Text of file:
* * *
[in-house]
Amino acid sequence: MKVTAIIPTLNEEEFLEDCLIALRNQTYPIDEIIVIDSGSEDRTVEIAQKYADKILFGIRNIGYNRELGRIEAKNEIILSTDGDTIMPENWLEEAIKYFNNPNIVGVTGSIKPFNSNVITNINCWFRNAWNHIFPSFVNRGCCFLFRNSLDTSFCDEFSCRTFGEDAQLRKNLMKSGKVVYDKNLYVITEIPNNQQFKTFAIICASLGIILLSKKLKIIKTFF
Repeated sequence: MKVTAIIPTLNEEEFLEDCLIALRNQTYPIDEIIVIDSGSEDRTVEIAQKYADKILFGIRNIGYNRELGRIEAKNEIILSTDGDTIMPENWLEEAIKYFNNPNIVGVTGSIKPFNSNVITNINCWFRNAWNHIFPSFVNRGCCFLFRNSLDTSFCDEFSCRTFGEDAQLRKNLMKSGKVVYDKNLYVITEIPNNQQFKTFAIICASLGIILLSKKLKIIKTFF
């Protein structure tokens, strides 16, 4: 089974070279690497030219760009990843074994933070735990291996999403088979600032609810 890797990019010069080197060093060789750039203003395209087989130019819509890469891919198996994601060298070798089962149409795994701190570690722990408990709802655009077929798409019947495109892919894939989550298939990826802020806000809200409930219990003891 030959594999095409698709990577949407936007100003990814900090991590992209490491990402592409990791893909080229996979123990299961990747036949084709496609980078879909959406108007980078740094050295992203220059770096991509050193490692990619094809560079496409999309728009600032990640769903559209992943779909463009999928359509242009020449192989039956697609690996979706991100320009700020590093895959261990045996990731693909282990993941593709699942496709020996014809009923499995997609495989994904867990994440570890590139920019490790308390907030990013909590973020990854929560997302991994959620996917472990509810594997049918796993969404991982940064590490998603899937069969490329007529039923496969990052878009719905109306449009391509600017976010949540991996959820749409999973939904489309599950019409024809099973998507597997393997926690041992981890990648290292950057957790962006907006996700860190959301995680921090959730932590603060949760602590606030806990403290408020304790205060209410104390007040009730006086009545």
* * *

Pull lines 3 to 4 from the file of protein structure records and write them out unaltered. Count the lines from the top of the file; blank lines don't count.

Repeated sequence: MKVTAIIPTLNEEEFLEDCLIALRNQTYPIDEIIVIDSGSEDRTVEIAQKYADKILFGIRNIGYNRELGRIEAKNEIILSTDGDTIMPENWLEEAIKYFNNPNIVGVTGSIKPFNSNVITNINCWFRNAWNHIFPSFVNRGCCFLFRNSLDTSFCDEFSCRTFGEDAQLRKNLMKSGKVVYDKNLYVITEIPNNQQFKTFAIICASLGIILLSKKLKIIKTFF
């Protein structure tokens, strides 16, 4: 089974070279690497030219760009990843074994933070735990291996999403088979600032609810 890797990019010069080197060093060789750039203003395209087989130019819509890469891919198996994601060298070798089962149409795994701190570690722990408990709802655009077929798409019947495109892919894939989550298939990826802020806000809200409930219990003891 030959594999095409698709990577949407936007100003990814900090991590992209490491990402592409990791893909080229996979123990299961990747036949084709496609980078879909959406108007980078740094050295992203220059770096991509050193490692990619094809560079496409999309728009600032990640769903559209992943779909463009999928359509242009020449192989039956697609690996979706991100320009700020590093895959261990045996990731693909282990993941593709699942496709020996014809009923499995997609495989994904867990994440570890590139920019490790308390907030990013909590973020990854929560997302991994959620996917472990509810594997049918796993969404991982940064590490998603899937069969490329007529039923496969990052878009719905109306449009391509600017976010949540991996959820749409999973939904489309599950019409024809099973998507597997393997926690041992981890990648290292950057957790962006907006996700860190959301995680921090959730932590603060949760602590606030806990403290408020304790205060209410104390007040009730006086009545």